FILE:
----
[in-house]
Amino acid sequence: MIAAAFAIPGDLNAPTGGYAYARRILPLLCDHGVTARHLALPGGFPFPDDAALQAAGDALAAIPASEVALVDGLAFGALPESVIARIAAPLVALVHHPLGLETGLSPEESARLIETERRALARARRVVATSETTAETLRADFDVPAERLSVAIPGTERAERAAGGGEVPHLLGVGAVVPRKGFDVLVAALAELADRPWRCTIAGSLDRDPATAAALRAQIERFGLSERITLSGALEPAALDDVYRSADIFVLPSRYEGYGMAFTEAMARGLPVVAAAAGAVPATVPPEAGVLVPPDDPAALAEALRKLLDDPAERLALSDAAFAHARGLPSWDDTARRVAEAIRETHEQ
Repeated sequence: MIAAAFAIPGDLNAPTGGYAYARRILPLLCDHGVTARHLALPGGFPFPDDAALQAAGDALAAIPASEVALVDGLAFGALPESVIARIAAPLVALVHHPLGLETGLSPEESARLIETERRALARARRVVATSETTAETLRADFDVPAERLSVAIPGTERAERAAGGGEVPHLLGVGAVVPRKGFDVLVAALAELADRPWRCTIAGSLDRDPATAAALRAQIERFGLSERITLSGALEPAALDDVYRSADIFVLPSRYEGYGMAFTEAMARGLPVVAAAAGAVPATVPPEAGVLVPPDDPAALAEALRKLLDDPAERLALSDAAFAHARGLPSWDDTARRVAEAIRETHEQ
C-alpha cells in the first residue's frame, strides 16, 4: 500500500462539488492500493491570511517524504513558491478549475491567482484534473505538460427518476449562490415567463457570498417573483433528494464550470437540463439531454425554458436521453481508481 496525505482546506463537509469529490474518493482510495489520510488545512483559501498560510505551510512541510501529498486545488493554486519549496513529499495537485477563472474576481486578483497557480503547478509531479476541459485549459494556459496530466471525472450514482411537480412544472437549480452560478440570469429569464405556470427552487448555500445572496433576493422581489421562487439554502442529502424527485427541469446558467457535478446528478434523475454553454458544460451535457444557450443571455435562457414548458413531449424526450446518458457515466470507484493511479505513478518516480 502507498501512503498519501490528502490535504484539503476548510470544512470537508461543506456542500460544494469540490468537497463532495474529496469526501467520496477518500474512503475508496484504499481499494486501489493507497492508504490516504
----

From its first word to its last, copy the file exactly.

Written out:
[in-house]
Amino acid sequence: MIAAAFAIPGDLNAPTGGYAYARRILPLLCDHGVTARHLALPGGFPFPDDAALQAAGDALAAIPASEVALVDGLAFGALPESVIARIAAPLVALVHHPLGLETGLSPEESARLIETERRALARARRVVATSETTAETLRADFDVPAERLSVAIPGTERAERAAGGGEVPHLLGVGAVVPRKGFDVLVAALAELADRPWRCTIAGSLDRDPATAAALRAQIERFGLSERITLSGALEPAALDDVYRSADIFVLPSRYEGYGMAFTEAMARGLPVVAAAAGAVPATVPPEAGVLVPPDDPAALAEALRKLLDDPAERLALSDAAFAHARGLPSWDDTARRVAEAIRETHEQ
Repeated sequence: MIAAAFAIPGDLNAPTGGYAYARRILPLLCDHGVTARHLALPGGFPFPDDAALQAAGDALAAIPASEVALVDGLAFGALPESVIARIAAPLVALVHHPLGLETGLSPEESARLIETERRALARARRVVATSETTAETLRADFDVPAERLSVAIPGTERAERAAGGGEVPHLLGVGAVVPRKGFDVLVAALAELADRPWRCTIAGSLDRDPATAAALRAQIERFGLSERITLSGALEPAALDDVYRSADIFVLPSRYEGYGMAFTEAMARGLPVVAAAAGAVPATVPPEAGVLVPPDDPAALAEALRKLLDDPAERLALSDAAFAHARGLPSWDDTARRVAEAIRETHEQ
C-alpha cells in the first residue's frame, strides 16, 4: 500500500462539488492500493491570511517524504513558491478549475491567482484534473505538460427518476449562490415567463457570498417573483433528494464550470437540463439531454425554458436521453481508481 496525505482546506463537509469529490474518493482510495489520510488545512483559501498560510505551510512541510501529498486545488493554486519549496513529499495537485477563472474576481486578483497557480503547478509531479476541459485549459494556459496530466471525472450514482411537480412544472437549480452560478440570469429569464405556470427552487448555500445572496433576493422581489421562487439554502442529502424527485427541469446558467457535478446528478434523475454553454458544460451535457444557450443571455435562457414548458413531449424526450446518458457515466470507484493511479505513478518516480 502507498501512503498519501490528502490535504484539503476548510470544512470537508461543506456542500460544494469540490468537497463532495474529496469526501467520496477518500474512503475508496484504499481499494486501489493507497492508504490516504